Ontario voted for budget cuts, but which ones?

Doug Ford defeated the Liberals to become Ontario’s Premier in a landslide victory, with a promise that he would deflate…

Siddak Ahuja Montreal QC

Doug Ford defeated the Liberals to become Ontario’s Premier in a landslide victory, with a promise that he would deflate the province’s ballooning debt. It all sounds logical, except, Ford’s cuts are making things more difficult for the most vulnerable.

The Liberal government had been in power from 2003 to 2018. According to the Ontario Finance Authority, the province’s debt aggrandized from $132.6 billion in 2003 to $348.8 billion in 2018. That’s an extra $216.2 billion dollars in debt or an average of $14.4 billion per annum.

In 2012, Moody’s downgraded Ontario’s credit rating from AA1 to AA2, citing “debt burden concerns.” In 2018, the agency further degraded Ontario’s outlook from “stable” to “negative.” Cuts were needed for a long time, and something had to be done.

Doug Ford of the Progressive Conservative Party managed to unseat the Liberals after 15 years of debt-fueled welfare spending. To say the cuts were going to be harsh would be an understatement. They were, however, necessary.

But really nobody expected Ford to cudgel the vulnerable as hard as he did. There are two key areas to note: autism, and legal assistance.

According to the Ontario Autism Coalition, Doug Ford’s changes for Ontario’s autism programs are expected to cost families up to $80,000 a year for intensive therapies. His means-tested program means that as a child ages, their allowance cap gets lower. So a two-year-old would get a maximum lifetime emolument of $140,000 while a five-year-old would get $55,000.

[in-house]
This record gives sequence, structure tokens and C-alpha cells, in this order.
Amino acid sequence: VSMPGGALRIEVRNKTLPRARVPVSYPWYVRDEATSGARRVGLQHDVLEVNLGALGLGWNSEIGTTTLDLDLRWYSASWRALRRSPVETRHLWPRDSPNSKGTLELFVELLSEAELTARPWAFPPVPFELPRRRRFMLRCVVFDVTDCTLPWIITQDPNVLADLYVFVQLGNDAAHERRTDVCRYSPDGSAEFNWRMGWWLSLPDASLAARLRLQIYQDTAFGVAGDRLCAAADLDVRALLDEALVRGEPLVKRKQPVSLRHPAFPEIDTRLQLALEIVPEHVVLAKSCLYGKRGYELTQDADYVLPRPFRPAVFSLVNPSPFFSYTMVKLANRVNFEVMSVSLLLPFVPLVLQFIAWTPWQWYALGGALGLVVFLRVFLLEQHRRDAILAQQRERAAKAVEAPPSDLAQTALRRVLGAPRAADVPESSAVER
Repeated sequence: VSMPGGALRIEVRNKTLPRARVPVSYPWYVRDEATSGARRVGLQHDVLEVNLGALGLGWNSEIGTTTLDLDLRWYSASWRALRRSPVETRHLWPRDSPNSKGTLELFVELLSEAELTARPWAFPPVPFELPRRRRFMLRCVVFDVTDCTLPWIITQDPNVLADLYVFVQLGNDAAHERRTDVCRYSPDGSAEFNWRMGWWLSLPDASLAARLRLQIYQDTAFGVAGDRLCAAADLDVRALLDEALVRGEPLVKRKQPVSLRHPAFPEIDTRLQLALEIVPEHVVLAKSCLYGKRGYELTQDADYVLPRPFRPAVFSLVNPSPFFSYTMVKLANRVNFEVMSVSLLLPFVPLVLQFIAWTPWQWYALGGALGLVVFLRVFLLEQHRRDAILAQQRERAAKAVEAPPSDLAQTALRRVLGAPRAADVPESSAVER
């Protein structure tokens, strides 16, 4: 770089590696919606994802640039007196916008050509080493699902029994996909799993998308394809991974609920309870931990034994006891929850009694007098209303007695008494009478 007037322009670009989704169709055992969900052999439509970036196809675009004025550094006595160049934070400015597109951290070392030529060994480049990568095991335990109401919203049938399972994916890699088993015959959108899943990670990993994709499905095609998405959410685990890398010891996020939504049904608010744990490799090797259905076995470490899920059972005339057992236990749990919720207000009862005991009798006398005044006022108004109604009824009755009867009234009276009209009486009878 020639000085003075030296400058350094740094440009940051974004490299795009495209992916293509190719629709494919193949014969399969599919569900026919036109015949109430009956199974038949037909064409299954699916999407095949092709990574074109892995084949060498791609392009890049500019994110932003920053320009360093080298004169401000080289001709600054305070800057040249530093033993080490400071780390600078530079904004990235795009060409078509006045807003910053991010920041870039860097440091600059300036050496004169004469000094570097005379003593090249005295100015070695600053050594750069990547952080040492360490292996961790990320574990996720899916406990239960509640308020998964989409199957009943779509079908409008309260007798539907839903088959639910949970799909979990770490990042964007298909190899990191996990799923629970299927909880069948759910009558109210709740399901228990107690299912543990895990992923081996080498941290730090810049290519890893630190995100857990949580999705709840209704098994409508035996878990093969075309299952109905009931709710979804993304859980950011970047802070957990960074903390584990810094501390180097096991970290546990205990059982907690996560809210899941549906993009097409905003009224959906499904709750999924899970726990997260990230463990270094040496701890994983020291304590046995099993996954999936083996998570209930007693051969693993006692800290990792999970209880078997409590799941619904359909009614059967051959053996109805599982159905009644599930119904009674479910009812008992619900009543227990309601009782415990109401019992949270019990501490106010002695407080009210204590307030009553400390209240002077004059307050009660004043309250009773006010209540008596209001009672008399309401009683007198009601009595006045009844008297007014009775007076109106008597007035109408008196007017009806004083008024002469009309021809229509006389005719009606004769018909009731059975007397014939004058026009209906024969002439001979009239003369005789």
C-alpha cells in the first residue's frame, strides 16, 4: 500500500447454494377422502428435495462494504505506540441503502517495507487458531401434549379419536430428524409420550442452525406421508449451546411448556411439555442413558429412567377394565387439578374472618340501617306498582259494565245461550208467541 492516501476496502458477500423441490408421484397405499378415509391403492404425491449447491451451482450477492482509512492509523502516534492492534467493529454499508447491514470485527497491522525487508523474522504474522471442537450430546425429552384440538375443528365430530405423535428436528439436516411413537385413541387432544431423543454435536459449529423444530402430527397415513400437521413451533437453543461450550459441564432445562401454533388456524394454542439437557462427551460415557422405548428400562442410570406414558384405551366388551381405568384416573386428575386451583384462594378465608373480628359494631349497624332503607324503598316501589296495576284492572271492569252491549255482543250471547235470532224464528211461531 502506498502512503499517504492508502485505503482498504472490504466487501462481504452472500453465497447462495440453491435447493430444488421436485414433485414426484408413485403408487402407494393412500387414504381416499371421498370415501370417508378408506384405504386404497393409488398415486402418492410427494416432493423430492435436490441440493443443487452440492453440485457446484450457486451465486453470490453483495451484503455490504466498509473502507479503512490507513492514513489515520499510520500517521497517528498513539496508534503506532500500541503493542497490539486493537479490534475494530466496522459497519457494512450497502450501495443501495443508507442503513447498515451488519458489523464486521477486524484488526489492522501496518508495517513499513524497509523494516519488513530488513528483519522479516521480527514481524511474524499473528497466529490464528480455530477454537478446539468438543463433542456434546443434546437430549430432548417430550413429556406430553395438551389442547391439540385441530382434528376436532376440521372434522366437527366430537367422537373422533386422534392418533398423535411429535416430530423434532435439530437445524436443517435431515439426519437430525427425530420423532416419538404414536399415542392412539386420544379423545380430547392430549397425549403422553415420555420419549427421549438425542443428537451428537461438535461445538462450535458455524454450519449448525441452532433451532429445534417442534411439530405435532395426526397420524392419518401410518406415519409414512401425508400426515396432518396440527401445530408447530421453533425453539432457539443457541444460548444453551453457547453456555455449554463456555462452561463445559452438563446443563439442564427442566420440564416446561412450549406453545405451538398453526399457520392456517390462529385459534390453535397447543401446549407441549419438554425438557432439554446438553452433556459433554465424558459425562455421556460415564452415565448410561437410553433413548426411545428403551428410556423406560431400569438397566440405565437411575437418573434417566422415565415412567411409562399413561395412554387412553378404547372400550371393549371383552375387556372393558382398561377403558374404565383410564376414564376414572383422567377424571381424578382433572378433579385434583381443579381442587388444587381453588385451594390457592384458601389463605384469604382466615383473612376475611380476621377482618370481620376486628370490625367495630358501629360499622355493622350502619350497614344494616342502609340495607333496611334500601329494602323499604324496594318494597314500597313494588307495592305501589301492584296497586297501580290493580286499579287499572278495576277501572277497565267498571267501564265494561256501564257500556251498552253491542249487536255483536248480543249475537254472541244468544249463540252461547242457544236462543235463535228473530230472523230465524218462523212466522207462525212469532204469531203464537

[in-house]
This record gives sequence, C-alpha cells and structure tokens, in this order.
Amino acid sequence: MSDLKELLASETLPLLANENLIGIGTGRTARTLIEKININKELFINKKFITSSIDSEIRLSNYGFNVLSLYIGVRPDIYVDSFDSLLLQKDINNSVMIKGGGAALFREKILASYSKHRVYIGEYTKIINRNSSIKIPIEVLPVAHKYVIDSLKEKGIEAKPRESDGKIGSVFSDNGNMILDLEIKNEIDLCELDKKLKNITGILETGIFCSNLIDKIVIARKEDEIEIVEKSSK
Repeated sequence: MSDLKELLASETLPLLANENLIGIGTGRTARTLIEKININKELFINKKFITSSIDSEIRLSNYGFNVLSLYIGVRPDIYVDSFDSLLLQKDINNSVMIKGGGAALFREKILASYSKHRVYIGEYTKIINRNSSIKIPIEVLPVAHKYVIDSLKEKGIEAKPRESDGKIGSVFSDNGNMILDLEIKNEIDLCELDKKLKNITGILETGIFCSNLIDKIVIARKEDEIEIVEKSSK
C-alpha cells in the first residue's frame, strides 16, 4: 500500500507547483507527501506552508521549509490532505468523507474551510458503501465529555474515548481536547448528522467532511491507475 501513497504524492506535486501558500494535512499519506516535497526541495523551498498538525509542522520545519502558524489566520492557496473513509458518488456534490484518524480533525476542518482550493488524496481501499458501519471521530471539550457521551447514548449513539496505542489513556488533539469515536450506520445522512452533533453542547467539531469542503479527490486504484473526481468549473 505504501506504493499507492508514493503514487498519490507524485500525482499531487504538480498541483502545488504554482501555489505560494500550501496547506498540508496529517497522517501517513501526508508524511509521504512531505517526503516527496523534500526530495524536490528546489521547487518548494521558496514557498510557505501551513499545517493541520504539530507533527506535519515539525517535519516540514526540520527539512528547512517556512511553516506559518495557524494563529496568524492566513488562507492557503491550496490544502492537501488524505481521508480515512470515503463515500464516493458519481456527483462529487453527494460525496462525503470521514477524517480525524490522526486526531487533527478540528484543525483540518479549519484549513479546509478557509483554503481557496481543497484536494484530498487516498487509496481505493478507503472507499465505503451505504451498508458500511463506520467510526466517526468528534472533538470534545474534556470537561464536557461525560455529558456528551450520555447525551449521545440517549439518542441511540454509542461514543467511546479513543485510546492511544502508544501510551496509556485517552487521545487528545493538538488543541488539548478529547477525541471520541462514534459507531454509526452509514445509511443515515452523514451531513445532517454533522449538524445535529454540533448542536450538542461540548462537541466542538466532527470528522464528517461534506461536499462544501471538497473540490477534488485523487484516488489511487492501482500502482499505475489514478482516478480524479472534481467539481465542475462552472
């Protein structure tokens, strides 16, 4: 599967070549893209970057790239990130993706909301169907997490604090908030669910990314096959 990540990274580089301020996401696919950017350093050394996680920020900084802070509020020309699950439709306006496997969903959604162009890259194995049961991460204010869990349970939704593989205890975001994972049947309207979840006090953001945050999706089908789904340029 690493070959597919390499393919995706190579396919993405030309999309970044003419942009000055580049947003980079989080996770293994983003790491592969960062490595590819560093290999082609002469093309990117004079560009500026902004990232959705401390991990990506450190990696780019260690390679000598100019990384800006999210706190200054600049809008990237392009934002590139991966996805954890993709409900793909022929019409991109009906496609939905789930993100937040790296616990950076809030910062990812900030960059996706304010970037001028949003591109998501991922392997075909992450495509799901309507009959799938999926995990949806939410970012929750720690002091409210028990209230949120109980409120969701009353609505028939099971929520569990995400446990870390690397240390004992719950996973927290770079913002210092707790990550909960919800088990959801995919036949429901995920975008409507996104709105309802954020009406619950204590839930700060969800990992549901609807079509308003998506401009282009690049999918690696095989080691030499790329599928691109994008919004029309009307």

Ford received widespread criticism and his Social Services minister Lisa MacLeod received calls to resign. Ford was even booed at the Special Olympics hosted in Toronto.

Mental health is not something that should be put on a means-tested basis. It is outside the boundaries of what a person can do, and is mostly something a person is born with. No matter the cost, mental illness services for the needy should not be sacrificed for the sake of balancing the budget.

The second area where Ford has hit the pain’s bullseye is with legal aid. He slashed legal funding by more than a third, which came out to a whopping $133 million. With the system already underfunded, many impecunious persons can’t get adequate legal assistance.

Immigration legal services have also been curbed. This could adversely affect thousands of legal immigrants trying to settle and grow in the province.

With a flurry of resignations and a furor of firings darting Ford, it was clear that he was severely misguided in his aim of removing the province’s debt burden. While there are areas he has done well, his cuts have zapped the needy.

In the flurry of misinformation coming from all ends of the political spectrum, two facts cannot be dismissed. One: Ontario’s ballooning debt requires Ford’s cuts; and two: Ford’s cuts are hurting the most vulnerable, right where it hurts.

Ford needs to reevaluate his modus operandi, and take a more “humane” approach to his cuts if he wishes to be cheered, to see a rise in his unpropitious approval ratings, and to try and maintain his hold of this province until the next election cycle.


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